How many times have they moved? Possibly, three different fathers are involved. Were they evicted and that's why there's very little furniture? Did they move away from neighbors who reported them? Are they recovering from losing their house? Both the mom and the step-dad have jobs, at least right now.

It's so hard, isn't it? These sad situations tare at your heart and how do you process them? This isn't the third world...these children look well fed (though probably not healthily fed). The 12 year old is quite overweight (Childhood obesity is heartbreaking, and on the rise).

Again I ask...what does God want from me? From us? That we all learn to be assertive--something which is hard for all of us (except for my husband)? I'm assertive with my kids and with younger kids, but other people's children? I tend to mind my own business when I can get away with it.

I should have spoken to the 12-year-old right away when she emerged from her nap, but I didn't. I just stewed instead, about this whole predicament. I want to help these children and love them, but that seems to have made the situation worse, not better. Now I almost have to watch them all the time, or not at all.

Setting limits? This family is used to a limitless lifestyle.

Tonight, I blew up at my own kids over the stress of it all. I'm feeling pretty overwhelmed and rotten right now.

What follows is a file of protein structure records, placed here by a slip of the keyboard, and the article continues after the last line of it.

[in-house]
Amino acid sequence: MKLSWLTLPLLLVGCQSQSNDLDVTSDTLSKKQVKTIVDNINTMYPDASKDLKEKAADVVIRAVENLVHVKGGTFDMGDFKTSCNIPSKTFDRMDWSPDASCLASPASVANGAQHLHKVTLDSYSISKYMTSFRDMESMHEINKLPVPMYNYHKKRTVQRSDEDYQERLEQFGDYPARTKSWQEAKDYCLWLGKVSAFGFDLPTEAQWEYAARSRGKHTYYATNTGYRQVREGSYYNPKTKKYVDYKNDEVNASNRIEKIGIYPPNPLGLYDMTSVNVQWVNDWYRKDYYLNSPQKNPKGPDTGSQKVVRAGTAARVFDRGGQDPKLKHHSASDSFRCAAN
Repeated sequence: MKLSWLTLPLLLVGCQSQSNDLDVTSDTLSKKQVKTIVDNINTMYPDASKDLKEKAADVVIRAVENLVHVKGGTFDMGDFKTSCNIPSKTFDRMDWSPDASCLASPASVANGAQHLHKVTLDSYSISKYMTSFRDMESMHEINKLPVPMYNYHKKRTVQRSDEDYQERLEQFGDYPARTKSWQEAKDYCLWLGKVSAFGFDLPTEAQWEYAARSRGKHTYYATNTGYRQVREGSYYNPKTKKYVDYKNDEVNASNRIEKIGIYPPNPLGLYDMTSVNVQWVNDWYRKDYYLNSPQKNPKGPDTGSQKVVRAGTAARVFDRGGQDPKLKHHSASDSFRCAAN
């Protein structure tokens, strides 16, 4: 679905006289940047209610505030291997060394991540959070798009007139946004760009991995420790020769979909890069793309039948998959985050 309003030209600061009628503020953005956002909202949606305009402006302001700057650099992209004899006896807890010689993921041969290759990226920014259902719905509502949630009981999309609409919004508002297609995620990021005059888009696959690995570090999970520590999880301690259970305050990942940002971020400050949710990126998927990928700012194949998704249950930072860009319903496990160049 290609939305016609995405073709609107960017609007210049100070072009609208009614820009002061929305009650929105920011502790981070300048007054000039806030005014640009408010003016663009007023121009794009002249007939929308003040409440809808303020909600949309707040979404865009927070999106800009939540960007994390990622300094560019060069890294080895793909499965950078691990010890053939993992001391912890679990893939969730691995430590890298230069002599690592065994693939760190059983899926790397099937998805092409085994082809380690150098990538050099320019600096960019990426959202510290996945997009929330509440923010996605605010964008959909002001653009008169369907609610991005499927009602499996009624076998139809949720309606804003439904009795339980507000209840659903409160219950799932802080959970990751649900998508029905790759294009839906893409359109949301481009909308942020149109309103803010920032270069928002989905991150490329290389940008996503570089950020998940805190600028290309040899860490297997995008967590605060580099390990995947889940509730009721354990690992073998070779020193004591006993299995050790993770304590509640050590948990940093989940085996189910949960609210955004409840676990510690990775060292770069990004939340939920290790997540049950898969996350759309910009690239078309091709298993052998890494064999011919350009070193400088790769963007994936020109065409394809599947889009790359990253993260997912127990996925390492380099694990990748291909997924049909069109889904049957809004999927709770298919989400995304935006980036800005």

Dear Lord, speak to me. What must I do? Help me to see, Lord. You care about souls. I know this. You don't want a single one to perish. Is this only about souls...and not about whether I have time to minister? Is this mother doing her best? Am I the problem? Am I here to fill in the gap until school starts for them next Tuesday? Is that what you want? For me to babysit for free, no matter the inconvenience? No matter that feeling of being taken advantage of? Am I supposed to gently correct in love? Oh, but how I dislike that! I'm no supervisor or counselor, surely Lord?

Speak to me, Lord. Which scripture answers my conundrum?

Matthew 25:40 "The King will reply, 'I tell you the truth, whatever you did for one of the least of these brothers of mine, you did for me.'

Is this the one, Lord?

Friends, what would you do?

The last thing I heard tonight, as my children came in for the night, was Aiden asking Peter: "Where do you go to church?

Peter told him the name of our church--the one that meets in the elementary school--and Aidan said, "I'll see you there, then!"

He will? 

Monday, August 20, 2012

Multitude Monday: Gifts in Isaiah


I had a wonderful time in Isaiah last night. So many rich verses to underline and absorb. When the Word washes over me, it's a tidal wave of relief as intimate details of the Lord's loving kindness envelope me, leaving me at perfect peace. On this Multitude Monday, I'd like to highlight those that really spoke to me. Thank you, Father, for your Word! What a beautiful grace it is.

How can we ever stay away long, when the Bible has this rich soul food for us? I read Isaiah 57 through 67 and it flowed so wonderfully. Such an intimate picture of our Father and what he wants for us...what he desires from us.